- Associated Press - Sunday, January 4, 2015

HERNANDO, Miss. (AP) - “It’s my little mansion on the hill,” says Michelle Taylor proudly.

On a pastoral, rural family acre north of Hernando near Nesbit, her home is a modest, three-bedroom, one-bath structure of about 1,600 square feet. But it looms large for the 46-year-old divorced mom as an American Dream fulfilled, and for the Hernando-DeSoto Habitat for Humanity branch as a pledge redeemed.

Taylor moved into the house in 1994. It was the first Habitat for Humanity home in DeSoto County. She worked hard and moved up at her Walmart job, raised four children and kept her eyes on her goal.

In 2014, after 500 hours of “sweat equity” to erect the residence and 20 years of ups and downs - including a house fire in 2002 and the onset of the Great Recession five years later - she did something that is considered by many, including Habitat officials, a great accomplishment: She paid off her mortgage.

Some 240 payments of about $285, done. The home is hers, free and clear. It happens less and less, for any range of homeowners.

In 1970, the percentage of Americans who owned their home outright was almost 40 percent; now it’s only about 29 percent, according to the real estate site Zillow.

Sue Henderson, Habitat for Humanity International’s vice president of operations for U.S. and Canada, said: “We’d like to extend our congratulations to Michelle. We’re thrilled that another Habitat family is mortgage-free. We hope Michelle and her family are celebrating this monumental achievement.”

Taylor, now a manager at the Walmart in Hernando, said: “I posted a picture of the last check on Facebook. I know that sounds crazy.”

Not to Habitat volunteer Donnie Chambliss and co-chairman Lee Ashcraft.

“It’s a great moment - our first home and first homeowner to pay off the mortgage,” says Ashcraft.

“It’s inspiring,” says Chambliss, a Southaven real estate agent, “to not only deliver a house but to see the homeowner fulfill their commitment.” Habitat homes, he says, “aren’t given to people. It’s not a handout. There’s an obligation of homeowners to hold up their end of the deal, and this lady did that.”

There now are 22 to 23 Habitat homes in DeSoto, he says.

Turned down by at least two lenders two decades ago, Taylor turned to Habitat, new to DeSoto, “after my mom read a story about it in the paper.” Taylor wanted the security of a home of their own for herself and son James, then 7, and daughter Jasmine, then 5. Her family since has grown with another son and daughter, Diontae, 15, and Stacee, 17.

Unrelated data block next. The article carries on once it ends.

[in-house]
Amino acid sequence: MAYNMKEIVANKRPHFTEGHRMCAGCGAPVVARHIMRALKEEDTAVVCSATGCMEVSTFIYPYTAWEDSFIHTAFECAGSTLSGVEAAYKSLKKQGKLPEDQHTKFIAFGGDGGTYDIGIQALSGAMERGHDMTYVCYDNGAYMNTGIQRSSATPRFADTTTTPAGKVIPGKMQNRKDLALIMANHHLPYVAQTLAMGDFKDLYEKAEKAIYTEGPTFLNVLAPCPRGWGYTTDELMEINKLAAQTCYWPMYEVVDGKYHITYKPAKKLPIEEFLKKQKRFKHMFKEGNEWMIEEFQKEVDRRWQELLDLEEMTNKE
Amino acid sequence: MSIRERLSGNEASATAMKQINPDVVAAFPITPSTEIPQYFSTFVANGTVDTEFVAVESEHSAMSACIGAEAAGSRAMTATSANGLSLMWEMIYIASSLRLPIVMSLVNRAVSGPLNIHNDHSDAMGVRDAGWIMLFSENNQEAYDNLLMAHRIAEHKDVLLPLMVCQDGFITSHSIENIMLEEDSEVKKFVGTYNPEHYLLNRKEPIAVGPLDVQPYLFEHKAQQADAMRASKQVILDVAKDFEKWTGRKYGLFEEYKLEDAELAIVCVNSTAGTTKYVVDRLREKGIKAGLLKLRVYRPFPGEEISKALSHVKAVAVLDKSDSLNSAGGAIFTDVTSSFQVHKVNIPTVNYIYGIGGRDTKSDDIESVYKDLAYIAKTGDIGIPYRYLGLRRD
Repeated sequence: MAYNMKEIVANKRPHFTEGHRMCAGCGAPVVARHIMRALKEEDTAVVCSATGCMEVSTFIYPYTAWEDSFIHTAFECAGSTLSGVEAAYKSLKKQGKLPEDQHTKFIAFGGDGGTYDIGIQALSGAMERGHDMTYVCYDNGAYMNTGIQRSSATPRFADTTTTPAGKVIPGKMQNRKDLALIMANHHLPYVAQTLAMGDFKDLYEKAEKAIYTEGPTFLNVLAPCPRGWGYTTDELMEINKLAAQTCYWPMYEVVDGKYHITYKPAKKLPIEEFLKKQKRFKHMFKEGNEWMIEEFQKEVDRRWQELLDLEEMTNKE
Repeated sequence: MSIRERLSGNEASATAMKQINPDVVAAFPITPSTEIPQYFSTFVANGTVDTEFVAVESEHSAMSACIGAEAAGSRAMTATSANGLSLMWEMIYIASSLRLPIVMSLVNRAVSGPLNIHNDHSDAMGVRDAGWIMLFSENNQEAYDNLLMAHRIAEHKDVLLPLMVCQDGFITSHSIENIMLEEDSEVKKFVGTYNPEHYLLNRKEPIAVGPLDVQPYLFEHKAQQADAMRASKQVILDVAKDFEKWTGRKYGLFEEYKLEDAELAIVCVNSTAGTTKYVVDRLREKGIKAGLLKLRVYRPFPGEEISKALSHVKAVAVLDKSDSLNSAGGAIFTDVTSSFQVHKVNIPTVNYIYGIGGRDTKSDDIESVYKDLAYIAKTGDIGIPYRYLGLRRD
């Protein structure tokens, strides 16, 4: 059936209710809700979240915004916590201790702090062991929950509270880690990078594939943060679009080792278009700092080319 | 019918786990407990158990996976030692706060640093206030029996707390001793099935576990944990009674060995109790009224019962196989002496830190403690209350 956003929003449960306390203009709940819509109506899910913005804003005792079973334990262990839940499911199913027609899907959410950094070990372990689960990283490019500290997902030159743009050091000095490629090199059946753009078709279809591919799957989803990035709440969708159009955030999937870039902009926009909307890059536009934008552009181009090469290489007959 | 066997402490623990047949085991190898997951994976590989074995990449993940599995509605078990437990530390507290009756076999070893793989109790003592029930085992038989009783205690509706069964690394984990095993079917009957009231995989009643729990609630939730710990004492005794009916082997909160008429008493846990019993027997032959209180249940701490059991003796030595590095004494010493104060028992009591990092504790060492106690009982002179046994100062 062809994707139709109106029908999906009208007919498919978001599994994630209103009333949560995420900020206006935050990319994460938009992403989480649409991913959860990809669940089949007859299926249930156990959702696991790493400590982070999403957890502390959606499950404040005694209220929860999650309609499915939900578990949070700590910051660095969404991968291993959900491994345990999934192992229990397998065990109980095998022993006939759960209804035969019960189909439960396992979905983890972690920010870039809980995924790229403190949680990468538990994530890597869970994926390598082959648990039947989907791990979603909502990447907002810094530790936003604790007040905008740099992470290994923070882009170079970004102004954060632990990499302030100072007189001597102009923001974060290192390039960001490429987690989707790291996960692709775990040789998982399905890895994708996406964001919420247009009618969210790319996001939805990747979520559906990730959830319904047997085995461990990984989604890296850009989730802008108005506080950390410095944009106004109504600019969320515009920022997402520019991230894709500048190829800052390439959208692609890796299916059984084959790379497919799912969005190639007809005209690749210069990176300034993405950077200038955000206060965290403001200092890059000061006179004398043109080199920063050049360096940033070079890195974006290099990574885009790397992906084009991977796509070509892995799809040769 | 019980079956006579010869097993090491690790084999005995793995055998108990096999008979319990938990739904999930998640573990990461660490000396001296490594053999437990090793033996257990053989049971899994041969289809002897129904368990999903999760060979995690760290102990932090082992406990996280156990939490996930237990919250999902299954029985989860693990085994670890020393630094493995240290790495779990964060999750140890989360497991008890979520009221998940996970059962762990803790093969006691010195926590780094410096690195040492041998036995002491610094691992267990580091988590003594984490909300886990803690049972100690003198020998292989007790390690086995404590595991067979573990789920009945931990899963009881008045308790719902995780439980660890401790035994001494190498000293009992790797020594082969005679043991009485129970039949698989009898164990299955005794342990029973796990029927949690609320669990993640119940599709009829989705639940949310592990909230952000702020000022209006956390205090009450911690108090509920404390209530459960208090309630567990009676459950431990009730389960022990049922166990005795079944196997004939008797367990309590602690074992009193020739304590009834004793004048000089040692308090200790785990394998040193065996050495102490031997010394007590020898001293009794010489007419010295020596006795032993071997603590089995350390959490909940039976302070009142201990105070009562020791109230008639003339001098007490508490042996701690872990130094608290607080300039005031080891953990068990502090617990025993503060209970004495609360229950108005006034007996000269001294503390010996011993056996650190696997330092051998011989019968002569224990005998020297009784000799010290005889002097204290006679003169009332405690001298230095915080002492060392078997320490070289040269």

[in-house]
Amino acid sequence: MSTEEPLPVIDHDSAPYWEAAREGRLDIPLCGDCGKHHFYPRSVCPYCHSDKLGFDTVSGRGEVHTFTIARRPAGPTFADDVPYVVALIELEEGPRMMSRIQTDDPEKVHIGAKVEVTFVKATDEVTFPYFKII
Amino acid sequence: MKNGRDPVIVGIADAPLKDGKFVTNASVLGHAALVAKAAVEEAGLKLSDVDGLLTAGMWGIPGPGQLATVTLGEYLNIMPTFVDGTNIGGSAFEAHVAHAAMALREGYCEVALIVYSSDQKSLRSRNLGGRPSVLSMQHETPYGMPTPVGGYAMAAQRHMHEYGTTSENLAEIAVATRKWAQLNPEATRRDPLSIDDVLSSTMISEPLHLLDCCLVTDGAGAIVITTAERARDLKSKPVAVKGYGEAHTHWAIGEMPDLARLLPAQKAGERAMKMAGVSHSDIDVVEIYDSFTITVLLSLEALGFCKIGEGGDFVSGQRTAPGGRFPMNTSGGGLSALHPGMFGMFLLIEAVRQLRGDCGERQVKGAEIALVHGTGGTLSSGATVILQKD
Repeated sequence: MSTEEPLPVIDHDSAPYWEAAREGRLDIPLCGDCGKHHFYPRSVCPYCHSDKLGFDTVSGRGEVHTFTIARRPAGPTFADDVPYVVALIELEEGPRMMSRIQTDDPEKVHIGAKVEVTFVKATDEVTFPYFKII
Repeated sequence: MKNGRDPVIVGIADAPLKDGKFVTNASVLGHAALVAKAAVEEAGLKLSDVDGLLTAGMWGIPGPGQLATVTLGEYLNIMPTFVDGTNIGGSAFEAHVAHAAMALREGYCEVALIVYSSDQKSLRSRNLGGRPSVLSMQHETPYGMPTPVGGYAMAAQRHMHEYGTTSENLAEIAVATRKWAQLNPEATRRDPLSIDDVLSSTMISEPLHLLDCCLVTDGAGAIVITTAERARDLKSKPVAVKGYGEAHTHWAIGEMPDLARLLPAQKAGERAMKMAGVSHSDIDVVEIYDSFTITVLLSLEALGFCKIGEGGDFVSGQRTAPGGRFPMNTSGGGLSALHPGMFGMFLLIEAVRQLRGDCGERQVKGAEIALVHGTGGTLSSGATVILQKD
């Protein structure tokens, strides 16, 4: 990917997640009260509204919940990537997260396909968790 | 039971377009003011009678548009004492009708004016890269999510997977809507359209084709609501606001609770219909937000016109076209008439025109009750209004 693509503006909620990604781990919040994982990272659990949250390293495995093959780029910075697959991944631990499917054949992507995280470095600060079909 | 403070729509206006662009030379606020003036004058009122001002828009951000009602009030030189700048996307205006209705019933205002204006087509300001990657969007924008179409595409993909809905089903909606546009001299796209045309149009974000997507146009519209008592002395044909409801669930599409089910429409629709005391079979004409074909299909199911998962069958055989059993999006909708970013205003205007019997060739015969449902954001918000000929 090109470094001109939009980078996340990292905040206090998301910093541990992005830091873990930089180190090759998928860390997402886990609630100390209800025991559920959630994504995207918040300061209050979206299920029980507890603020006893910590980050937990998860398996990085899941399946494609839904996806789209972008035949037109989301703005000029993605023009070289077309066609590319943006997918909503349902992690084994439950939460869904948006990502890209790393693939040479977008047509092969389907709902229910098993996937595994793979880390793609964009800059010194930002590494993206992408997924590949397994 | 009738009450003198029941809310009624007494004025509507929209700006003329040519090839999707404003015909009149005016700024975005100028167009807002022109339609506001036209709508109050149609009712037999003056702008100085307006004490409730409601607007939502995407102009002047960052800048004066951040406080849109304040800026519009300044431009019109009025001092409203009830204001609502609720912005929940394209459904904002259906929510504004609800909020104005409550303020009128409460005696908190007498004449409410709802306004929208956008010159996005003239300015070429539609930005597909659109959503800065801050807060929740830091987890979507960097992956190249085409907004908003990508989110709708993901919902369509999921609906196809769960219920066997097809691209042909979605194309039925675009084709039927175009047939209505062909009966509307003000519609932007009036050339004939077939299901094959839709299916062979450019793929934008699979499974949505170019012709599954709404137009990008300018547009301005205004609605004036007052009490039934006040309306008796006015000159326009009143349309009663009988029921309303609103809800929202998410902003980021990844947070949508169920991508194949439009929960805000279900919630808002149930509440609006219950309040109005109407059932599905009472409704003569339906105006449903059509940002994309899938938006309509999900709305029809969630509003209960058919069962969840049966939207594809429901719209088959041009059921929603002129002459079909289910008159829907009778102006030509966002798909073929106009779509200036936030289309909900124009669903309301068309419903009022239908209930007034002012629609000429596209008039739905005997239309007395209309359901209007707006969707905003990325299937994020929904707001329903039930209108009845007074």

“When the opportunity came for me to get a Habitat home, it was ‘Lord, thank you.’ Habitat was a godsend,” says Taylor, now a grandmother of two. At 25, she was a homeowner “and my friends were amazed. But it was a big responsibility for me.”

She says her dad, Therman Richardson, who lives two doors east, kept her on course: “Every month he’d say, ‘Have you got the house note? Have you got the house note?’”

Founded 38 years ago by Millard and Linda Fuller in Americus, Georgia, nonprofit Habitat for Humanity International is a Christian ministry aimed at eliminating homelessness and subpar housing, and making affordable, adequate homes available to people despite adversity. Since 1976, Habitat has built some 70,000 houses for some 350,000 people globally.

Volunteer labor and tax-deductible donations of money and materials build houses, which are sold to qualified “partner” families at no profit and financed with no-interest loans. Mortgage payments are plowed into a revolving Fund for Humanity that’s tapped to build more houses, with homeowners called on to put in 500 hours of work in the construction.

“There was hammering and drilling, we did it all in three months” during winter, says Taylor, aided by volunteers, friends, family “and bonfires. But those 500 hours seemed like only five, I got so much help.”

DeSoto Habitat builds about a home a year, but wants to increase that number,” says Chambliss. “Now, our Home Run for Habitat 5K/10K raises about $60,000 a year, about the cost of a Habitat home, and we hope to double our rate of building with the proceeds.”

Ashcraft says he hopes to see a mortgage payoff each year, too.

That was Taylor’s dream come true, and it can happen for others despite such straits as she endured, she says.

“Just go for it; don’t give up. Because in the end, it’s all going to be worth it.”

___

Information from: The Commercial Appeal, http://www.commercialappeal.com

LOAD COMMENTS ()

 

Click to Read More

Click to Hide